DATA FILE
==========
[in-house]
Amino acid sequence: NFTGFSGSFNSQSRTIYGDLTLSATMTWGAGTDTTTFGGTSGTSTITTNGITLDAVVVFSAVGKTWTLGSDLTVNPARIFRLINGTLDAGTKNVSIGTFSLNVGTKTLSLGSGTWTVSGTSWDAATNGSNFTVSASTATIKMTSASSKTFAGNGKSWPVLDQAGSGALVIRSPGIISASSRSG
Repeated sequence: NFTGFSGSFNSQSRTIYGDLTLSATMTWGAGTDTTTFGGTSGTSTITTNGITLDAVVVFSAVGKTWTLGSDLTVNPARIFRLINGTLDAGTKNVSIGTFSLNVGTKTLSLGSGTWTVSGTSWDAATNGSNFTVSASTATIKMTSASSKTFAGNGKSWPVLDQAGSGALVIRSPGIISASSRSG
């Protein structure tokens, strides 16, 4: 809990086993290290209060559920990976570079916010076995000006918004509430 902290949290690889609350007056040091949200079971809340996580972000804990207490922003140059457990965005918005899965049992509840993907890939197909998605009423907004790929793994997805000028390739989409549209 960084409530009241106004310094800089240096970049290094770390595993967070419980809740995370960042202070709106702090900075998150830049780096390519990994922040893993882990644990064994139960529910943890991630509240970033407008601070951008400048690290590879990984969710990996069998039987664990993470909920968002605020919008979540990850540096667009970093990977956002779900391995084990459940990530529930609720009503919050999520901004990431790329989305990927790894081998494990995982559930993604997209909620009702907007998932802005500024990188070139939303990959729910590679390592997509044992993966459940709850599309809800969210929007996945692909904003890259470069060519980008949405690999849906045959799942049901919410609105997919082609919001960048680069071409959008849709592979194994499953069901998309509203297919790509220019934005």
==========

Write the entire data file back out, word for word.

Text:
[in-house]
Amino acid sequence: NFTGFSGSFNSQSRTIYGDLTLSATMTWGAGTDTTTFGGTSGTSTITTNGITLDAVVVFSAVGKTWTLGSDLTVNPARIFRLINGTLDAGTKNVSIGTFSLNVGTKTLSLGSGTWTVSGTSWDAATNGSNFTVSASTATIKMTSASSKTFAGNGKSWPVLDQAGSGALVIRSPGIISASSRSG
Repeated sequence: NFTGFSGSFNSQSRTIYGDLTLSATMTWGAGTDTTTFGGTSGTSTITTNGITLDAVVVFSAVGKTWTLGSDLTVNPARIFRLINGTLDAGTKNVSIGTFSLNVGTKTLSLGSGTWTVSGTSWDAATNGSNFTVSASTATIKMTSASSKTFAGNGKSWPVLDQAGSGALVIRSPGIISASSRSG
């Protein structure tokens, strides 16, 4: 809990086993290290209060559920990976570079916010076995000006918004509430 902290949290690889609350007056040091949200079971809340996580972000804990207490922003140059457990965005918005899965049992509840993907890939197909998605009423907004790929793994997805000028390739989409549209 960084409530009241106004310094800089240096970049290094770390595993967070419980809740995370960042202070709106702090900075998150830049780096390519990994922040893993882990644990064994139960529910943890991630509240970033407008601070951008400048690290590879990984969710990996069998039987664990993470909920968002605020919008979540990850540096667009970093990977956002779900391995084990459940990530529930609720009503919050999520901004990431790329989305990927790894081998494990995982559930993604997209909620009702907007998932802005500024990188070139939303990959729910590679390592997509044992993966459940709850599309809800969210929007996945692909904003890259470069060519980008949405690999849906045959799942049901919410609105997919082609919001960048680069071409959008849709592979194994499953069901998309509203297919790509220019934005």